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August 13, 2010
Vol.32 Issue 17|
Page(s) 7 in print issue
Dark Data Centers
Just An Eco-Friendly Dream?
The idea of dark data centers is not new. A 1989 IDG Communications technology roundtable in Germany referred, somewhat wistfully, to the dark data center as “a distant dream,” lamenting the inability of then-current technology to permit the creation of such centers.
Twenty-one years later, the dark data center is an increasingly viable strategy for technology infrastructure. Iron Mountain, which provides document management, archiving, and technology consulting services from offices around the world, serves as one example: The company touts “Room 48,” its dark data center, infrequently staffed and equipped with motion-activated lighting. Iron Mountain’s main data facilities are located underground in what was once a limestone mine in western Pennsylvania: cool, energy-efficient, and—quite literally—dark.
Of course, if you can’t go dark, going “dim” may be almost as good—and perhaps more realistic.
The dim data center, one in which power and cooling is moved out of the server room while remote access mechanisms are used as much as possible to control and monitor systems, may be as close as most of us can (or need to) get to a truly dark data center.
Virtualization can also play a part in reducing the data center’s energy footprint. A virtualized approach creates a consolidated—and therefore more efficient—data center environment: What once required multiple servers—each consuming energy, generating heat, and requiring maintenance—can often be accomplished with just one physical box, thus mitigating the equipment’s impact and reducing its overall setup and maintenance requirements.
Impossibly High Expectations?
But there’s another question to consider: What if the whole idea of dark data centers has been overhyped? In our zeal to create efficient and eco-friendly business processes, have we come to expect too much from the idea?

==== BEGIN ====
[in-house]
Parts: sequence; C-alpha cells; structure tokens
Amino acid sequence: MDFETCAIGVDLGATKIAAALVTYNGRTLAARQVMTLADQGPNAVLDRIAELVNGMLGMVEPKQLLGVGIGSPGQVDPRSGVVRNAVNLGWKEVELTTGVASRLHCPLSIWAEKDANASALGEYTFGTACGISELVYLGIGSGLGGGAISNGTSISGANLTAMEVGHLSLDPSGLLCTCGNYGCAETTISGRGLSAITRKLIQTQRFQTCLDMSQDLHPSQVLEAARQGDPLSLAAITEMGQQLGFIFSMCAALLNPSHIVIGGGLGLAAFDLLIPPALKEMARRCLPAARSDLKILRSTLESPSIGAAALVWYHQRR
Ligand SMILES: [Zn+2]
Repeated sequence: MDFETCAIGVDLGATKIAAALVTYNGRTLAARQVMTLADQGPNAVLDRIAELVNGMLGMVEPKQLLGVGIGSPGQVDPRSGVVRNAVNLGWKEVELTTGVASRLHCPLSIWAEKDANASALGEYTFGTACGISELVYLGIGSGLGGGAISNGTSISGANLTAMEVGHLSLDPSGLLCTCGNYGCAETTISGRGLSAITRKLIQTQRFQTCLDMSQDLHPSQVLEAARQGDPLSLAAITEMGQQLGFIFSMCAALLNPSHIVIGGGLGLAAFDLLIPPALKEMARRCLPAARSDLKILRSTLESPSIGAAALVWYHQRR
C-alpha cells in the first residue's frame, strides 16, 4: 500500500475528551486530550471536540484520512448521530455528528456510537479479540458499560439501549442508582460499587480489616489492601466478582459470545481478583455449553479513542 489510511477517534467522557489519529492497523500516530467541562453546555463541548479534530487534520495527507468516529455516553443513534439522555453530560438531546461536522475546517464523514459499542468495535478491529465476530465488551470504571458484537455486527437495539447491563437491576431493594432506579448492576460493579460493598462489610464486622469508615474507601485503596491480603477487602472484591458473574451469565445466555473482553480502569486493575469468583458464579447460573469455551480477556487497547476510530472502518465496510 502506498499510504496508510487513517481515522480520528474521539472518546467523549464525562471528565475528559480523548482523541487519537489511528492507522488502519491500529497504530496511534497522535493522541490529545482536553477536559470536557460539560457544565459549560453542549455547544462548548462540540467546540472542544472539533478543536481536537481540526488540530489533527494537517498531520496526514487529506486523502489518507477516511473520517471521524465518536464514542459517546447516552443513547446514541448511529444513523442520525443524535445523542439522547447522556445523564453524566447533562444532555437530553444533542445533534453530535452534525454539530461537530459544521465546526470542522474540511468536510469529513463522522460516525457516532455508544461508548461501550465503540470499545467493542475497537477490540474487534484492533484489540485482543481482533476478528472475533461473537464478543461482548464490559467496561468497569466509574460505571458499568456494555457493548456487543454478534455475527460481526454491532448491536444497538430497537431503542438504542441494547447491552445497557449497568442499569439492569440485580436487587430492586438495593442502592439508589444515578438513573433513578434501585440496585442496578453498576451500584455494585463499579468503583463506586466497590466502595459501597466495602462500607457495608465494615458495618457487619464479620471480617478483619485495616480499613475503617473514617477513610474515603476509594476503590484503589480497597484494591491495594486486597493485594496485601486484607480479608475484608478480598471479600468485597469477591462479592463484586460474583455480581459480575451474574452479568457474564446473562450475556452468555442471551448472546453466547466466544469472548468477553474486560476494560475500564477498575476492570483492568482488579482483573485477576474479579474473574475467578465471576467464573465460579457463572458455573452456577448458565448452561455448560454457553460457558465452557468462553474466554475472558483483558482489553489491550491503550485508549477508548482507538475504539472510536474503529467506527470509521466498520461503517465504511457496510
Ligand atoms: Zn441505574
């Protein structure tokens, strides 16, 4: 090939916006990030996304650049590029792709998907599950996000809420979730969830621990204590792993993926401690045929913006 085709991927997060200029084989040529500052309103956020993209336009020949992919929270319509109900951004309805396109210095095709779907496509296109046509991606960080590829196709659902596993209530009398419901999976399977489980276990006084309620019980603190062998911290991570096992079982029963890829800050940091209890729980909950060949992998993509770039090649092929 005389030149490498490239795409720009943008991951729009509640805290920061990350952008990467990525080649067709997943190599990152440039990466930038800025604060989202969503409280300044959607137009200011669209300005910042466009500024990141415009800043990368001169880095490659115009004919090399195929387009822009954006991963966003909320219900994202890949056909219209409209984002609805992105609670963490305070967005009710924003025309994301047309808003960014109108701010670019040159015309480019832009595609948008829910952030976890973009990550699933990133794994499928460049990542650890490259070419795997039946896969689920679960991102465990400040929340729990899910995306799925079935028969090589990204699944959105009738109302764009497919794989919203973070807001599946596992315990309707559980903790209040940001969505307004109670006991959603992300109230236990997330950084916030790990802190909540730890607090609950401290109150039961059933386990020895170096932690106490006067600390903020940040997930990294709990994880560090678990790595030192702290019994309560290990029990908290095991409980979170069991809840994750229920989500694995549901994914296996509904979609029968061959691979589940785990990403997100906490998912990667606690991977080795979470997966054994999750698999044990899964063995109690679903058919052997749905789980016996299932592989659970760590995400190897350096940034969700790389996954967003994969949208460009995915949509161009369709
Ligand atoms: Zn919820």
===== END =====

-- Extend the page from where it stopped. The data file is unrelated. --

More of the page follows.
Gartner analyst and research director Bill Malik thinks so. He notes that the promise of the dark data center isn’t always realized and feels that the idea is only now poised to exit the third phase of what Gartner refers to as the hype cycle, “the Trough of Disillusionment.” After that, it will enter the more realistic “Slope of Enlightenment” phase, during which practical experimentation begins to take place, leading eventually to the point at which a technology finally begins to be productive.
In the ’90s, Malik says, people spoke of dark data centers as being a panacea: “I go to zero headcount, and I have all of these amazing productivity numbers.” Now, many people have begun to look more realistically at the technology. The discussion now, Malik says, “is not about a dark data center but about having a data center that has ‘smart hands’ —that is, one that makes use of a colocation or hosting vendor.”
Malik points out that colocation is a type of (often cloud-based) outsourcing that is effective and cost-efficient because it consolidates data center activities offsite and thus eliminates some of the need for a dark data center in the first place. It requires manpower, but “that individual is covering many, many people’s server farms, and that’s all that that individual does, so labor cost is much smaller” than if each organization required a dedicated person.
Whichever approach turns out to be most realistic, the idea of dark, dim, or colocated data centers seems to lend credence to the notion that people, far from being superfluous, are as important as ever—but that their roles should largely be to envision, design, and test systems and processes, not to hang around in data centers ensuring that those processes are working. If your data center is constantly full of IT staff scurrying to resolve problems or avoid catastrophe, then that may be indicative of an entirely different—and perhaps more systemic—issue.
by Rod Scher